Former longstanding minister, including associate health, in both National (mainly) and Labour led governments Peter Dunne has earned a deserved reputation for his measured and methodological approach to matters. I experienced this personally over 40 years ago in student politics at Canterbury University. This included him being the student association president and myself the student newspaper editor in the same year – an interesting year! Despite being different political animals we maintained a friendly occasional rapport over the many years that passed.
Now out of Parliament Dunne has become a political commentator and columnist continuing his measured and methodological approach from a usually well-written right-wing perspective.
Sadly he has fallen well short of this standard with his recent online article published in Newsroom https://www.newsroom.co.nz/govts-unhealthy-refusal-to-hear-diverse-voices-on-covid-19?utm_source=Friends+of+the+Newsroom&utm_campaign=77f8f142dd-Daily+Briefing+22.01.2021&utm_medium=email&utm_term=0_71de5c4b35-77f8f142dd-97923692.
Peter Dunne’s essential argument is that there has been an unhealthy refusal in New Zealand to listen to different voices on how to respond to the Covid-19 pandemic. Certainly if there had been a refusal it would have been unhealthy. He attributes the country’s success to “…public fear, and skillful communications accompanied by sheer good fortune.” This is misplaced.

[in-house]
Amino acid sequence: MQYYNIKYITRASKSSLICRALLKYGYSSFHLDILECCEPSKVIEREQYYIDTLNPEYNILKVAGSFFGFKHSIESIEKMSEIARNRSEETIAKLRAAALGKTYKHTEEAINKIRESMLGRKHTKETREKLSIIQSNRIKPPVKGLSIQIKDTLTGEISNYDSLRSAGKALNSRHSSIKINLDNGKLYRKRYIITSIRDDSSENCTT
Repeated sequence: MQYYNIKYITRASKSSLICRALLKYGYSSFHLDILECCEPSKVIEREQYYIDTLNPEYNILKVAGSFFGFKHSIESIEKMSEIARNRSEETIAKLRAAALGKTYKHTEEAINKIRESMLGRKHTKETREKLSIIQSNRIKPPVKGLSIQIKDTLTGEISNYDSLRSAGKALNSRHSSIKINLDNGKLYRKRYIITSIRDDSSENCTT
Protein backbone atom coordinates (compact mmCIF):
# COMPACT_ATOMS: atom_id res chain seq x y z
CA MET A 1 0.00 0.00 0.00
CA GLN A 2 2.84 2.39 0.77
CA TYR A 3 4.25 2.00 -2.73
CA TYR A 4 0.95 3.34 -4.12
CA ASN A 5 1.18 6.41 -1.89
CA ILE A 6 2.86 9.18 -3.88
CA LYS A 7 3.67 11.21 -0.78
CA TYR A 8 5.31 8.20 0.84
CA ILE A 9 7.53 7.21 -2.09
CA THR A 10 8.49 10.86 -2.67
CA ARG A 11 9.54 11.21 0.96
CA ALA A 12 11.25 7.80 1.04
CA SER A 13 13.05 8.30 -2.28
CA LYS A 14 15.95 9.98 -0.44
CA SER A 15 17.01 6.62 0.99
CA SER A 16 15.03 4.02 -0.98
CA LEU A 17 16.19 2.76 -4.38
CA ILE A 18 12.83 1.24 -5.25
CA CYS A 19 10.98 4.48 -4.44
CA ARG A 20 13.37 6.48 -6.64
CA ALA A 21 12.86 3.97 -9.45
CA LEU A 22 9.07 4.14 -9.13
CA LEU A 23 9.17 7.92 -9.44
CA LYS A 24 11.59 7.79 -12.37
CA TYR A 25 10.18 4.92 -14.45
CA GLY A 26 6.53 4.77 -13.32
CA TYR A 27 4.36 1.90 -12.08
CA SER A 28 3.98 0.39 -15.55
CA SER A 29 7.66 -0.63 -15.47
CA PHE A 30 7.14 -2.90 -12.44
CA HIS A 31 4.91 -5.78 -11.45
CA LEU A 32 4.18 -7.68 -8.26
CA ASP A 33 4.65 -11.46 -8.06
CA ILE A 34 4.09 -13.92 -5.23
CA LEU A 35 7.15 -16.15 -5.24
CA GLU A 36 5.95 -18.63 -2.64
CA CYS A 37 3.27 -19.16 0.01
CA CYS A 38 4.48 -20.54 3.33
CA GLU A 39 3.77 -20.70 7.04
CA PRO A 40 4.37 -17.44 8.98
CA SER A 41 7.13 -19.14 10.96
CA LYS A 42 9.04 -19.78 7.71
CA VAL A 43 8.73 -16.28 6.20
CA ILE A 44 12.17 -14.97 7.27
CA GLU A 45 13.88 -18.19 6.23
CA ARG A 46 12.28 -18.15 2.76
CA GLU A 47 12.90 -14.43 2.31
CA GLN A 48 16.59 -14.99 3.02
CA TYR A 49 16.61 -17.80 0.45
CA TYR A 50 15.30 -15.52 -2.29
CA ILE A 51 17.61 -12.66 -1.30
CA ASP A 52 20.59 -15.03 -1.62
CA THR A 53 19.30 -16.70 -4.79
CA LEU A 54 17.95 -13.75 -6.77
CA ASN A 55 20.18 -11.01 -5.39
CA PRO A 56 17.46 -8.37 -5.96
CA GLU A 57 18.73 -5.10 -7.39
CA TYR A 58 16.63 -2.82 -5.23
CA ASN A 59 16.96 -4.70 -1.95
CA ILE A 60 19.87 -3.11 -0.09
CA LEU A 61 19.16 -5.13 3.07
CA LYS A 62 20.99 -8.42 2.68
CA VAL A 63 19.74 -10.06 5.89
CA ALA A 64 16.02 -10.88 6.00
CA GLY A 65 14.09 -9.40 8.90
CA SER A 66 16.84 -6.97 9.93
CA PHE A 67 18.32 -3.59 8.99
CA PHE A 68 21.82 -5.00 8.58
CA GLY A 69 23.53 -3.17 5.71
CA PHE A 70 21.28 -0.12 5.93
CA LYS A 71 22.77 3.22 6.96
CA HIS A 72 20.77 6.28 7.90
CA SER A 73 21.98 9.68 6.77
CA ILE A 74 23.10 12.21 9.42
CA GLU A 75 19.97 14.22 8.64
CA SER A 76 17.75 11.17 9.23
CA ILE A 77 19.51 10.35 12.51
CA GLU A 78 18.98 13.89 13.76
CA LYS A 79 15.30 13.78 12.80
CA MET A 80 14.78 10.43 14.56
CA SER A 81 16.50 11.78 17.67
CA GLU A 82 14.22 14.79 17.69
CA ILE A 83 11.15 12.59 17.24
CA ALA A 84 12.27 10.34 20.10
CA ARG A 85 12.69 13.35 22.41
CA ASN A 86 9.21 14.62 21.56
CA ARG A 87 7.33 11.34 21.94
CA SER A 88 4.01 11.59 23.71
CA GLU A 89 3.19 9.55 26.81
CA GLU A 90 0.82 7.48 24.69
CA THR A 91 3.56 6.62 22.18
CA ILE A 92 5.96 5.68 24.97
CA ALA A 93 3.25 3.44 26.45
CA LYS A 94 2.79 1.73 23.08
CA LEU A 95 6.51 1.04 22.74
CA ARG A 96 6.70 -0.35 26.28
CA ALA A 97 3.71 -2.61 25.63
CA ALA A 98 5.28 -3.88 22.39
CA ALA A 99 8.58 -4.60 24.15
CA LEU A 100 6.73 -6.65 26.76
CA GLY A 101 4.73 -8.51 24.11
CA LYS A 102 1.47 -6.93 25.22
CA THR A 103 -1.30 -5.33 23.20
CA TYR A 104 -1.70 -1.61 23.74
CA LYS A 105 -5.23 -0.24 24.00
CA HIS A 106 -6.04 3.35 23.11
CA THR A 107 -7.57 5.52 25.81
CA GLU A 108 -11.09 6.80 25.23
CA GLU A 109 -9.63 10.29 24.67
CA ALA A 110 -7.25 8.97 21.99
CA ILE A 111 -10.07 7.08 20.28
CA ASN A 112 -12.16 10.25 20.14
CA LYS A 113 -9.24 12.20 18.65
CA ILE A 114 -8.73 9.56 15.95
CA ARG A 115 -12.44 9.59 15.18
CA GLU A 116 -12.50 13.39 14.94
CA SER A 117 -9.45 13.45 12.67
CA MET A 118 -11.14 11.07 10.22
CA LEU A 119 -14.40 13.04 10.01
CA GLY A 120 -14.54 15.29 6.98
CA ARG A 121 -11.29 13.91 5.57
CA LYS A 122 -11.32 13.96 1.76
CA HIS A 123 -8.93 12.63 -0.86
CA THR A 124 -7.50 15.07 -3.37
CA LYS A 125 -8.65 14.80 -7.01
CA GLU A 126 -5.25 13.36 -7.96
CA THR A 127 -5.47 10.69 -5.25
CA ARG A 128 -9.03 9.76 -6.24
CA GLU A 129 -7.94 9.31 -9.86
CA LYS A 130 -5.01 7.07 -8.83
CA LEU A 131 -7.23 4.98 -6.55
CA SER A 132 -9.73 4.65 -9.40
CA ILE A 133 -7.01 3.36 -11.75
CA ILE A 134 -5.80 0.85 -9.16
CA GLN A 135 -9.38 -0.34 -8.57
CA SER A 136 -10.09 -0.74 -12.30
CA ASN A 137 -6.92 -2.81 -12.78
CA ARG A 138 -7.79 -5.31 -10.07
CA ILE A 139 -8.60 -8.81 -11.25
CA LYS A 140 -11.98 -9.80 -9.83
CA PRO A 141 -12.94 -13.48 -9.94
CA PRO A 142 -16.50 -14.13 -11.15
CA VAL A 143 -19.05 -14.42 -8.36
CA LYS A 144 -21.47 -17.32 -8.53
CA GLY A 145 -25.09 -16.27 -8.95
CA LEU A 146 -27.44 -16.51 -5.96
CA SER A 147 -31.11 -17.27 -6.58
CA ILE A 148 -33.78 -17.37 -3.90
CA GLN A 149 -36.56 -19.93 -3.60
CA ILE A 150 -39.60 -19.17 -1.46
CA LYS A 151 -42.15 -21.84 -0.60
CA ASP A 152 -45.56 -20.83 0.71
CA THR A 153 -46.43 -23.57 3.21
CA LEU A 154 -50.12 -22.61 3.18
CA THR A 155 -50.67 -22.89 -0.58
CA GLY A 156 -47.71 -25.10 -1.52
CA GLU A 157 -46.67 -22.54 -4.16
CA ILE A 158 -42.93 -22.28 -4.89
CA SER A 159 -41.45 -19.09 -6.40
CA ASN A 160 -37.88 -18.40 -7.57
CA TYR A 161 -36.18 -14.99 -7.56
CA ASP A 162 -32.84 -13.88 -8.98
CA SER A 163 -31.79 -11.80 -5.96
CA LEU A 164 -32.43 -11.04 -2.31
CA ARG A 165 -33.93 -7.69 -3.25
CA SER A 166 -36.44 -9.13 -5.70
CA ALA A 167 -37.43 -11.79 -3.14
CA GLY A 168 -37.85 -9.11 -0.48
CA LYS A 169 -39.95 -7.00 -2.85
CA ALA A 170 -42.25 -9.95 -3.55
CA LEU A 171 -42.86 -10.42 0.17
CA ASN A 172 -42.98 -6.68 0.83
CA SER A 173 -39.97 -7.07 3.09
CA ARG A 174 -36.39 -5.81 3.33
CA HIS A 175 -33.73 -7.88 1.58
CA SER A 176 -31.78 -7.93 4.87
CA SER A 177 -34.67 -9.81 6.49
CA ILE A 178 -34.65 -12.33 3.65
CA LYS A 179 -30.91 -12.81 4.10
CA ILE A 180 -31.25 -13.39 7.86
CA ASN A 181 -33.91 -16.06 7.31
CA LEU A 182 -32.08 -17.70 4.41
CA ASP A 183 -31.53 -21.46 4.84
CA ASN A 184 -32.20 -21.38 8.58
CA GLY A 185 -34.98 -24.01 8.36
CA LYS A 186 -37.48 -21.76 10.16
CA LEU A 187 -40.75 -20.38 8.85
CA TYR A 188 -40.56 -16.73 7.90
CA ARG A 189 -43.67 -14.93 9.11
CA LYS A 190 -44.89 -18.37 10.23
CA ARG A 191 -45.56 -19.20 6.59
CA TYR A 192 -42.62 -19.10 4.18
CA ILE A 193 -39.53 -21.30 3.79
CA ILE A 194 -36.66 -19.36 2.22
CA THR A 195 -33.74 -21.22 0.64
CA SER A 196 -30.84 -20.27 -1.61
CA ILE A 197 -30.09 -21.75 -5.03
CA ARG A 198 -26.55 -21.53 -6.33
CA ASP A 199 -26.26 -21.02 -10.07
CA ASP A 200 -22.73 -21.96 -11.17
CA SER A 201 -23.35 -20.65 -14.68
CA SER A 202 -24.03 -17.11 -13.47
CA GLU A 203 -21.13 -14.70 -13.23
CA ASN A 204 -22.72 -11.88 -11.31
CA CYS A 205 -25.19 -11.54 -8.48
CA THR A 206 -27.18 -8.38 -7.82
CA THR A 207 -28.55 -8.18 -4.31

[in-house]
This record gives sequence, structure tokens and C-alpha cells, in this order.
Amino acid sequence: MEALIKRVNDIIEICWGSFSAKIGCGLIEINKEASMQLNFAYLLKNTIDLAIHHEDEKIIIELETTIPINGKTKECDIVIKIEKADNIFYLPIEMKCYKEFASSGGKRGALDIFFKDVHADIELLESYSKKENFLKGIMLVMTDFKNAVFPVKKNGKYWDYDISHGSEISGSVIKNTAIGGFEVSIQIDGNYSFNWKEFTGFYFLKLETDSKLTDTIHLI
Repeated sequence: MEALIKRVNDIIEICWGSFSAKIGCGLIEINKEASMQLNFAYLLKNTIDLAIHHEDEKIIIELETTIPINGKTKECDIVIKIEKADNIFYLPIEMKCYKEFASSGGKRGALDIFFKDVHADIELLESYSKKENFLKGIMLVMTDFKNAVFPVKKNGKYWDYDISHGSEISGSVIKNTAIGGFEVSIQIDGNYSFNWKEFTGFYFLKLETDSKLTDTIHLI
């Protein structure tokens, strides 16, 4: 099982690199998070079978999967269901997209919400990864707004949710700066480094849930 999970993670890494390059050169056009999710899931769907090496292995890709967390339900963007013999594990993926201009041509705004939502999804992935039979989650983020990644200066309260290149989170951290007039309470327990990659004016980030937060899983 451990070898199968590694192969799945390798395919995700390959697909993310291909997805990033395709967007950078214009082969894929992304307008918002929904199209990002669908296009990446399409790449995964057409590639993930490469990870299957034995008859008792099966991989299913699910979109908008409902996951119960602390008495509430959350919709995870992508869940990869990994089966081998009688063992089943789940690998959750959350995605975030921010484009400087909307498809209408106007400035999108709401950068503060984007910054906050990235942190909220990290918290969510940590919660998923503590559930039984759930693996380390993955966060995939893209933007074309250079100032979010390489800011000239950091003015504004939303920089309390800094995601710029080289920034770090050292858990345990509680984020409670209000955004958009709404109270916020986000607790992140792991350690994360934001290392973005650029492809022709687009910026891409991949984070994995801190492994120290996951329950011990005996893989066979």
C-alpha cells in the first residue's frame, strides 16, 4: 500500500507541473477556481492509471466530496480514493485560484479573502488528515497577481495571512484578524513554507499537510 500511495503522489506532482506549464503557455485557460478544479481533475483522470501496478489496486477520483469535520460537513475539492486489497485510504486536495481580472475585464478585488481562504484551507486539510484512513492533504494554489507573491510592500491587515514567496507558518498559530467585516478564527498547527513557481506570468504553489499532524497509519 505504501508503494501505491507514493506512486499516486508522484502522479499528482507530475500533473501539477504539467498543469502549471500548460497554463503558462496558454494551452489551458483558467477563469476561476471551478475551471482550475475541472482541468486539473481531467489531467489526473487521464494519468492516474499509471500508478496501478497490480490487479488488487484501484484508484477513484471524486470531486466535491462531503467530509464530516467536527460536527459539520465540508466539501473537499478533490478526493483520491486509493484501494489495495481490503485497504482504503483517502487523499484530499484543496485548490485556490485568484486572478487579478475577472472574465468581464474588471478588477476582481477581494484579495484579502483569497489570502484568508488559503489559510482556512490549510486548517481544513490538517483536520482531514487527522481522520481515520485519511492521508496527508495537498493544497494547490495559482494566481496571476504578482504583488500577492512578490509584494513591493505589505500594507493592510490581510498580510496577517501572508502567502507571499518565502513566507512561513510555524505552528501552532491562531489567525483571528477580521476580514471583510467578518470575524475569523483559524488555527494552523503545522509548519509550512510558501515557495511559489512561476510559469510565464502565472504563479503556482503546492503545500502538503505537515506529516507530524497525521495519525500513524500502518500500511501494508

Certainly there was public fear; it was an unprecedented threatening and highly contagious pandemic after all. Yes there was skill in the communications. But the communications were also based on the best evidence available and delivered with both empathy and plain language.
New Zealand had the advantage of geographic location but our success in combatting the pandemic can’t be simplified to “sheer good fortune.” This would not have prevented us from swamped by the virus and our rundown public hospitals being overwhelmed if we had not adopted the strategic direction we did. This is the greatest omission from Dunne’s expressive choice of words.
Importance of strategy
It is fair to stay that New Zealand’s initial response was equivocal but that was because the Ministry of Health was faithfully following the advice of the World Health Organisation. This is understandable in the absence of drilling down further. However, that WHO itself was equivocal over the alternative strategies of elimination or mitigation (including suppression) of community transmission. By March the global coronavirus epicentre had shifted to Europe which was largely going down the mitigation path (try to control but not eliminate). Unfortunately WHO is prone to Eurocentrism.